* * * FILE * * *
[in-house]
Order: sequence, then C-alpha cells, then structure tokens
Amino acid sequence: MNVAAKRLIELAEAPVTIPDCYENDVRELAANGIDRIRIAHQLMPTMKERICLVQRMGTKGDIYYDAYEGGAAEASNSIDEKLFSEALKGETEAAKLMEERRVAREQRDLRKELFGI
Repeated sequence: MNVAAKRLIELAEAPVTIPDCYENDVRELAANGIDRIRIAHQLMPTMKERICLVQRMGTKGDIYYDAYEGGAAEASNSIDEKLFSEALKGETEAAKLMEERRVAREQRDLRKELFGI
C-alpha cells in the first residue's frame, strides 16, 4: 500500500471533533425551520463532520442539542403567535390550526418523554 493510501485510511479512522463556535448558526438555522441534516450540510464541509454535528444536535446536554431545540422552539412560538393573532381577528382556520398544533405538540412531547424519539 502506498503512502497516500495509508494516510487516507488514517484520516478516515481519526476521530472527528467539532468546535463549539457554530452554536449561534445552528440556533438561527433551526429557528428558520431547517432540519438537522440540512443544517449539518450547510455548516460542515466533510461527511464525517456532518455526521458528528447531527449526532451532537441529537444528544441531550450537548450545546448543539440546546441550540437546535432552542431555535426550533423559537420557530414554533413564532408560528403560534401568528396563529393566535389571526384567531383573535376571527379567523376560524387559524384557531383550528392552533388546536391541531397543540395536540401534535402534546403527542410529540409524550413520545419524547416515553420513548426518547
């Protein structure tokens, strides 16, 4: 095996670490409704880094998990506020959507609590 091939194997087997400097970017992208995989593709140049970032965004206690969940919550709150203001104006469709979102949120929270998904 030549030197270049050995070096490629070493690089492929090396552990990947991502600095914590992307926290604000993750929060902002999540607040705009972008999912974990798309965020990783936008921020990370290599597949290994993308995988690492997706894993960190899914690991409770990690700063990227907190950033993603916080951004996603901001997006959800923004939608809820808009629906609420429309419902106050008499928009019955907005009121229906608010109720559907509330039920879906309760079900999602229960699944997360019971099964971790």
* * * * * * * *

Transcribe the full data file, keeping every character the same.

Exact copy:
[in-house]
Order: sequence, then C-alpha cells, then structure tokens
Amino acid sequence: MNVAAKRLIELAEAPVTIPDCYENDVRELAANGIDRIRIAHQLMPTMKERICLVQRMGTKGDIYYDAYEGGAAEASNSIDEKLFSEALKGETEAAKLMEERRVAREQRDLRKELFGI
Repeated sequence: MNVAAKRLIELAEAPVTIPDCYENDVRELAANGIDRIRIAHQLMPTMKERICLVQRMGTKGDIYYDAYEGGAAEASNSIDEKLFSEALKGETEAAKLMEERRVAREQRDLRKELFGI
C-alpha cells in the first residue's frame, strides 16, 4: 500500500471533533425551520463532520442539542403567535390550526418523554 493510501485510511479512522463556535448558526438555522441534516450540510464541509454535528444536535446536554431545540422552539412560538393573532381577528382556520398544533405538540412531547424519539 502506498503512502497516500495509508494516510487516507488514517484520516478516515481519526476521530472527528467539532468546535463549539457554530452554536449561534445552528440556533438561527433551526429557528428558520431547517432540519438537522440540512443544517449539518450547510455548516460542515466533510461527511464525517456532518455526521458528528447531527449526532451532537441529537444528544441531550450537548450545546448543539440546546441550540437546535432552542431555535426550533423559537420557530414554533413564532408560528403560534401568528396563529393566535389571526384567531383573535376571527379567523376560524387559524384557531383550528392552533388546536391541531397543540395536540401534535402534546403527542410529540409524550413520545419524547416515553420513548426518547
């Protein structure tokens, strides 16, 4: 095996670490409704880094998990506020959507609590 091939194997087997400097970017992208995989593709140049970032965004206690969940919550709150203001104006469709979102949120929270998904 030549030197270049050995070096490629070493690089492929090396552990990947991502600095914590992307926290604000993750929060902002999540607040705009972008999912974990798309965020990783936008921020990370290599597949290994993308995988690492997706894993960190899914690991409770990690700063990227907190950033993603916080951004996603901001997006959800923004939608809820808009629906609420429309419902106050008499928009019955907005009121229906608010109720559907509330039920879906309760079900999602229960699944997360019971099964971790």